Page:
J. of Quaternary Science, https://doi.org/10.1002/jqs.3026
José L. Guil‐Guerrero Alexei Tikhonov Rebeca P. Ramos‐Bueno Semyon Grigoriev Albert Protopopov ... See all authors
The mammoth is assessed here both for its cultural significance as well as a source of dietary n‐3 (omega‐3) fatty acids in Palaeolithic societies. For this, we analysed fats from several frozen mammoths found in the permafrost of Siberia (Russian Federation) and conducted a comprehensive literature review on the relationships of hominins with mammoths throughout the Stone Age. Different mammoth samples were included in this study, all very close to the Upper Palaeolithic. All samples were analysed by gas liquid chromatography‐mass spectrometry and gas liquid chromatography‐flame ionization detection. Hominins consumed mammoths throughout the Palaeolithic, while remains of this animal were used as building materials as well as to fabricate different tools and decorative objects, and thus it is possible to link cultural development and mammoth consumption. Based on the fatty acid profiles found, fat samples from two mammoths were in apparently good preservation, yielding α‐linolenic acid percentages very close to values found in extant elephants, thus allowing an assessment of their feasibility as a source of essential fatty acids for Palaeolithic hunters. As demonstrated in this work, mammoths constituted a cultural resource in addition to contributing to fulfilling the n‐3 fatty acid needs of Palaeolithic hominins in Europe.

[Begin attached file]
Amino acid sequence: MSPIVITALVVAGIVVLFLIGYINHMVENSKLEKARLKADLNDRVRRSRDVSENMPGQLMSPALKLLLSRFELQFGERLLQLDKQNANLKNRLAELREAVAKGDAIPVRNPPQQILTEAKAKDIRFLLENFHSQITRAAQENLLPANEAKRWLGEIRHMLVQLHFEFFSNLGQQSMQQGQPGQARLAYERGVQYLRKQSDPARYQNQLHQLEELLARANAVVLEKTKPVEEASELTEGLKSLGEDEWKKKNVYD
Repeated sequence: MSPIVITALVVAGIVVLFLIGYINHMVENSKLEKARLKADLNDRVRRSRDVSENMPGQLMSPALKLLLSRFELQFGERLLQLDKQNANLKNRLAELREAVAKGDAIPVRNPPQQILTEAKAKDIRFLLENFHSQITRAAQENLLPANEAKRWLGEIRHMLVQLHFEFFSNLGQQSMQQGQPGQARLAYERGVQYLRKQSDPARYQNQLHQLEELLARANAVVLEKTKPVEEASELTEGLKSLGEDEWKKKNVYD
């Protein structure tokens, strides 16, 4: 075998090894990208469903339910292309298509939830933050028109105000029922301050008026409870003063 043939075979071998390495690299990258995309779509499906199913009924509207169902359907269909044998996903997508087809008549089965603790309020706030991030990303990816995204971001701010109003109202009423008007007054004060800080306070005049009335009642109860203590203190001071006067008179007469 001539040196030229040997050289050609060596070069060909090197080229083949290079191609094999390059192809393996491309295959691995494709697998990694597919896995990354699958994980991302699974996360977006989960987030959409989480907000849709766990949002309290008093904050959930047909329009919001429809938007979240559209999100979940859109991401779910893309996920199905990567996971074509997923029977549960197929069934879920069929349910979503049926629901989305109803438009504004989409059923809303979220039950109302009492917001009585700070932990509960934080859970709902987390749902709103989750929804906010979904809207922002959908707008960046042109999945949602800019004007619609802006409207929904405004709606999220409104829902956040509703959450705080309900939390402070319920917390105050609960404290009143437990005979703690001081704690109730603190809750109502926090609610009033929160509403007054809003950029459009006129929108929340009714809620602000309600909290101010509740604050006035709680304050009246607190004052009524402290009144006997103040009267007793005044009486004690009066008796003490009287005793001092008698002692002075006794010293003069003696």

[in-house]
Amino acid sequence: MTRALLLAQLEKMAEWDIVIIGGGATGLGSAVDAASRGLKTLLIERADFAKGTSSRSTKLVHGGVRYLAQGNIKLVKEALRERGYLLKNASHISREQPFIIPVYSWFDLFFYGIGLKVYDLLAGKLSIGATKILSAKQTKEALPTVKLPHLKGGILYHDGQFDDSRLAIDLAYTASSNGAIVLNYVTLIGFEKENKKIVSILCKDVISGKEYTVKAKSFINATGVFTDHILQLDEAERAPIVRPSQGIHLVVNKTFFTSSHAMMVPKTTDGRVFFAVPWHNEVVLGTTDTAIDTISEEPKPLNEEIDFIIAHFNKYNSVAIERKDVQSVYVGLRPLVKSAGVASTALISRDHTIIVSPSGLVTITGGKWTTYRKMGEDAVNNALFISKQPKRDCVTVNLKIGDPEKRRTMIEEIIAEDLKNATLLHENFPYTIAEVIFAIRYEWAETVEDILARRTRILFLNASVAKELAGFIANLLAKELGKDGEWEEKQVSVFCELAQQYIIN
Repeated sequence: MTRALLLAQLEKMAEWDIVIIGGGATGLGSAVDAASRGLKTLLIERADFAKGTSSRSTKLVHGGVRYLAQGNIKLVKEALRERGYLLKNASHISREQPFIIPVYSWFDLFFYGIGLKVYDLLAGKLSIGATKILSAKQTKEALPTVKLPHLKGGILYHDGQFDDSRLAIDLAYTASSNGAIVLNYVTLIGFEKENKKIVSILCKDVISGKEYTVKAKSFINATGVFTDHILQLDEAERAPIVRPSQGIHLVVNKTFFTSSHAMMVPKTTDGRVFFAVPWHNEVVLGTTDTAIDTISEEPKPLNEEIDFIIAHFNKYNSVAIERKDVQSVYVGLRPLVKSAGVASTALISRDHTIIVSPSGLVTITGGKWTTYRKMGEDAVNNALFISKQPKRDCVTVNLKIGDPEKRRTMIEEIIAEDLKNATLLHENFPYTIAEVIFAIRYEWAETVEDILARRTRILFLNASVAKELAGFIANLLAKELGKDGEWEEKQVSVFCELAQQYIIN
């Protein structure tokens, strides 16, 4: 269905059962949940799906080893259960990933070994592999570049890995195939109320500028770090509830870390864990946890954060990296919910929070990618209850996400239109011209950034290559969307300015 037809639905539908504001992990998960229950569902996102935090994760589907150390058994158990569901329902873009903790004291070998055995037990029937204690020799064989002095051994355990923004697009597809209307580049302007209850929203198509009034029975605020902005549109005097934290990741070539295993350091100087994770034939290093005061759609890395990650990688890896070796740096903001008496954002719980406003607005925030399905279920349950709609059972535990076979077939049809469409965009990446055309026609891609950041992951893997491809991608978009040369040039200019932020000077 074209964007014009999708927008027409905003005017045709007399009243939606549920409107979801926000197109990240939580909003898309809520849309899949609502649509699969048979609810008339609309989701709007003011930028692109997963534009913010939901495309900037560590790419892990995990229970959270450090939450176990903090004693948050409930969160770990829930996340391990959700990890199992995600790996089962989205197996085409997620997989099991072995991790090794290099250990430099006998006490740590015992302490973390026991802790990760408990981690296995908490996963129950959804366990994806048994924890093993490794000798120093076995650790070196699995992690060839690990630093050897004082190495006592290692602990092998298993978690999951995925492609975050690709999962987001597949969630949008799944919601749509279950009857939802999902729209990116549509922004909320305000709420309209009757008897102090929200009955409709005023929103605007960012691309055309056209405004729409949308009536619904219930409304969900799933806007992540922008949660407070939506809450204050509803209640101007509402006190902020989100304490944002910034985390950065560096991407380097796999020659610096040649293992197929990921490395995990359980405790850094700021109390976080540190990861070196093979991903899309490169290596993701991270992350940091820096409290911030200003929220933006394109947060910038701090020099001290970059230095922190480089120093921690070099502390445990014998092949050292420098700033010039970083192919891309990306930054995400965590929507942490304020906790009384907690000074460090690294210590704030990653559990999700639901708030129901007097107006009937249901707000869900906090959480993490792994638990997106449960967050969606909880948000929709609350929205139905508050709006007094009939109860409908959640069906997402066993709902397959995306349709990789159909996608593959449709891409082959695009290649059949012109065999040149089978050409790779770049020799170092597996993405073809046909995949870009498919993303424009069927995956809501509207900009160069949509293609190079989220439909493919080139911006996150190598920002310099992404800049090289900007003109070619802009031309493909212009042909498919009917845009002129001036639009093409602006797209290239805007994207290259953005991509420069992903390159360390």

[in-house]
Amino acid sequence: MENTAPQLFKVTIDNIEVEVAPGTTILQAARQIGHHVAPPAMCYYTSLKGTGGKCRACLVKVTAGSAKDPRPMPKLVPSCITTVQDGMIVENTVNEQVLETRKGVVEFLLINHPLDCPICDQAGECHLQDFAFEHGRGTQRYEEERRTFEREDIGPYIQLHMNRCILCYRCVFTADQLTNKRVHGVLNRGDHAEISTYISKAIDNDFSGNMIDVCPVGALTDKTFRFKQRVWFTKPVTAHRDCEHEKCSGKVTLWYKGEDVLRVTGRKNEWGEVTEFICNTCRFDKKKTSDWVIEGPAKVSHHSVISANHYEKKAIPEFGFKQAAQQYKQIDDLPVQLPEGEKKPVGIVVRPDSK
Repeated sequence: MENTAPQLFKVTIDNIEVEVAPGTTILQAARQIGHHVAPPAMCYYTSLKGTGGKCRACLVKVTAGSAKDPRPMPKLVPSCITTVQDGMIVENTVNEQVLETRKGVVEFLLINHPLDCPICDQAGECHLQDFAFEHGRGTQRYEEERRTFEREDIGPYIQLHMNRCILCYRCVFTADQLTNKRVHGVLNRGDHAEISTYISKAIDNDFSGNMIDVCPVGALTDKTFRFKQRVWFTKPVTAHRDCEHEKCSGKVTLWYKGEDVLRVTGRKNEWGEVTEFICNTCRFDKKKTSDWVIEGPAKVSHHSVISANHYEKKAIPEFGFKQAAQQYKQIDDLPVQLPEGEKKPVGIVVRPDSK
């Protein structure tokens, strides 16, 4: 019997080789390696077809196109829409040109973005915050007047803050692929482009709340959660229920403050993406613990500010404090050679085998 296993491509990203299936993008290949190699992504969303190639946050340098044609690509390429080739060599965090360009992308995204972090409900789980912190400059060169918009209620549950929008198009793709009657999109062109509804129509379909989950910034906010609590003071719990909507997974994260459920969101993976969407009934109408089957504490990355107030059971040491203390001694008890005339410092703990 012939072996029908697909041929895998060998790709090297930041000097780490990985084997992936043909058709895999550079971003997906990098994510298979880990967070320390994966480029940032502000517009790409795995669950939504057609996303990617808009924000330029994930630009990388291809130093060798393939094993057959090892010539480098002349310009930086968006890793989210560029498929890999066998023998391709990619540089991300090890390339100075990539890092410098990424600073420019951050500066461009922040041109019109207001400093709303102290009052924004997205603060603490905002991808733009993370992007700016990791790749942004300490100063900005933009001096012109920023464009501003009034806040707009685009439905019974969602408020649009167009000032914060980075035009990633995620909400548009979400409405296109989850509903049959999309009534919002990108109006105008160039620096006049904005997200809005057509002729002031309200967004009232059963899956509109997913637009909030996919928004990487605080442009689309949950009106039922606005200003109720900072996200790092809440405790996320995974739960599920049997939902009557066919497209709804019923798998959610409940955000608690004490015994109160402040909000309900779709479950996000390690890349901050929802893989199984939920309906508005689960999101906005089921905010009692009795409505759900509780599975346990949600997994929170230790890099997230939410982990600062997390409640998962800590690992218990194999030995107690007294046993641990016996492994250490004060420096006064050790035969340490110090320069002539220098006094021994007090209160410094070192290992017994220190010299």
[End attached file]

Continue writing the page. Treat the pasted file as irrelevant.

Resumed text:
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Hominins often opened the mammoth skull and carried the brains with them.
The brain did not have much energy content, but analysis of frozen mammoths has found a high level of Omega-3 in the brains.
DHA, an important omega-3 fatty acid, is found concentrated in mammalian brains. For example, according to Nutrition Data, 85 g (3 oz) of cooked beef brain contains 727 mg of DHA